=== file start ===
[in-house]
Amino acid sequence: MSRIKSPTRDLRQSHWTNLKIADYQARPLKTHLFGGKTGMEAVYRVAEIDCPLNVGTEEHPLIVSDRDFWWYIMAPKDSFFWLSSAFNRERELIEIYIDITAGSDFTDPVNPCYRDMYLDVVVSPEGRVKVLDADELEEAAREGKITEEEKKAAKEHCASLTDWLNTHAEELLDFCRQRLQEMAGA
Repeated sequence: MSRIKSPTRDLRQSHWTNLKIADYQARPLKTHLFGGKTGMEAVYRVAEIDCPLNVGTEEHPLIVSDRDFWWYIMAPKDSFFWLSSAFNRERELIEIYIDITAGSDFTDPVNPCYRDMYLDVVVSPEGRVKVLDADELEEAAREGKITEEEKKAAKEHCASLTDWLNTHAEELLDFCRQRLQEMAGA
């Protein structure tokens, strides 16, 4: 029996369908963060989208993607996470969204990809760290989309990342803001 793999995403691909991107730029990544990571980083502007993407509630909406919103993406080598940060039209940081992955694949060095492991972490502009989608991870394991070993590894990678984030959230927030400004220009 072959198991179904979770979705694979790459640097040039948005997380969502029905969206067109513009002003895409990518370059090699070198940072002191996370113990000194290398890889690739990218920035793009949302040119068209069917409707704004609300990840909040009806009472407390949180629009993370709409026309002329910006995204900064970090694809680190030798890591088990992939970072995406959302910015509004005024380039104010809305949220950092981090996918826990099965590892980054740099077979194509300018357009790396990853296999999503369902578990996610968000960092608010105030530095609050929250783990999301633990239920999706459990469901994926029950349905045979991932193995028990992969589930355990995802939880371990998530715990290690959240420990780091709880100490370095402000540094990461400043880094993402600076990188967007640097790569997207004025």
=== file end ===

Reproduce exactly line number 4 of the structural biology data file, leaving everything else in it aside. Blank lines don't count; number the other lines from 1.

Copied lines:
């Protein structure tokens, strides 16, 4: 029996369908963060989208993607996470969204990809760290989309990342803001 793999995403691909991107730029990544990571980083502007993407509630909406919103993406080598940060039209940081992955694949060095492991972490502009989608991870394991070993590894990678984030959230927030400004220009 072959198991179904979770979705694979790459640097040039948005997380969502029905969206067109513009002003895409990518370059090699070198940072002191996370113990000194290398890889690739990218920035793009949302040119068209069917409707704004609300990840909040009806009472407390949180629009993370709409026309002329910006995204900064970090694809680190030798890591088990992939970072995406959302910015509004005024380039104010809305949220950092981090996918826990099965590892980054740099077979194509300018357009790396990853296999999503369902578990996610968000960092608010105030530095609050929250783990999301633990239920999706459990469901994926029950349905045979991932193995028990992969589930355990995802939880371990998530715990290690959240420990780091709880100490370095402000540094990461400043880094993402600076990188967007640097790569997207004025």